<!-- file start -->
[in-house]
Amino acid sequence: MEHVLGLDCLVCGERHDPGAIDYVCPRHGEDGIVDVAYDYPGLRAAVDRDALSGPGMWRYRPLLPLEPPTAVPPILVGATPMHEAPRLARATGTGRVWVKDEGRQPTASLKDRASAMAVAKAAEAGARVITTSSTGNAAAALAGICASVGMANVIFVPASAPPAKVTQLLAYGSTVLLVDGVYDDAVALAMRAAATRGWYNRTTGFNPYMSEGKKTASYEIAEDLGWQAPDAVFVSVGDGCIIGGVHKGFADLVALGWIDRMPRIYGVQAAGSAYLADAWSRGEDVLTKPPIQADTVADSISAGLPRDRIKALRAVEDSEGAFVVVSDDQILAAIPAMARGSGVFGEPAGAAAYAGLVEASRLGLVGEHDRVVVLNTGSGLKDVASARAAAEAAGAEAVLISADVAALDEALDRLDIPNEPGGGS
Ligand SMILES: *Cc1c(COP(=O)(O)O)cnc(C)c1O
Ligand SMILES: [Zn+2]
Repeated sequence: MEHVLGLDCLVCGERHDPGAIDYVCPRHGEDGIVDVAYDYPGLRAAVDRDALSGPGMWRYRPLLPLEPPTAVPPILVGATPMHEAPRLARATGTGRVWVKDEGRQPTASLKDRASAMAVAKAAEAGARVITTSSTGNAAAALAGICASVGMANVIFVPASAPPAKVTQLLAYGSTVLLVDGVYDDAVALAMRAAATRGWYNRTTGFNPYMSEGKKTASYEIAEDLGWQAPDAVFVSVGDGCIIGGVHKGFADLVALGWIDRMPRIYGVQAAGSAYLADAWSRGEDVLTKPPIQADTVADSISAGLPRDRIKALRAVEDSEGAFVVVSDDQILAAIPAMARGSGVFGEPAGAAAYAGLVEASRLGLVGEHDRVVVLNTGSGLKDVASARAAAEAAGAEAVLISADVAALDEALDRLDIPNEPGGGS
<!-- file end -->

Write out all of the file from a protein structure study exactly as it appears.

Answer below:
[in-house]
Amino acid sequence: MEHVLGLDCLVCGERHDPGAIDYVCPRHGEDGIVDVAYDYPGLRAAVDRDALSGPGMWRYRPLLPLEPPTAVPPILVGATPMHEAPRLARATGTGRVWVKDEGRQPTASLKDRASAMAVAKAAEAGARVITTSSTGNAAAALAGICASVGMANVIFVPASAPPAKVTQLLAYGSTVLLVDGVYDDAVALAMRAAATRGWYNRTTGFNPYMSEGKKTASYEIAEDLGWQAPDAVFVSVGDGCIIGGVHKGFADLVALGWIDRMPRIYGVQAAGSAYLADAWSRGEDVLTKPPIQADTVADSISAGLPRDRIKALRAVEDSEGAFVVVSDDQILAAIPAMARGSGVFGEPAGAAAYAGLVEASRLGLVGEHDRVVVLNTGSGLKDVASARAAAEAAGAEAVLISADVAALDEALDRLDIPNEPGGGS
Ligand SMILES: *Cc1c(COP(=O)(O)O)cnc(C)c1O
Ligand SMILES: [Zn+2]
Repeated sequence: MEHVLGLDCLVCGERHDPGAIDYVCPRHGEDGIVDVAYDYPGLRAAVDRDALSGPGMWRYRPLLPLEPPTAVPPILVGATPMHEAPRLARATGTGRVWVKDEGRQPTASLKDRASAMAVAKAAEAGARVITTSSTGNAAAALAGICASVGMANVIFVPASAPPAKVTQLLAYGSTVLLVDGVYDDAVALAMRAAATRGWYNRTTGFNPYMSEGKKTASYEIAEDLGWQAPDAVFVSVGDGCIIGGVHKGFADLVALGWIDRMPRIYGVQAAGSAYLADAWSRGEDVLTKPPIQADTVADSISAGLPRDRIKALRAVEDSEGAFVVVSDDQILAAIPAMARGSGVFGEPAGAAAYAGLVEASRLGLVGEHDRVVVLNTGSGLKDVASARAAAEAAGAEAVLISADVAALDEALDRLDIPNEPGGGS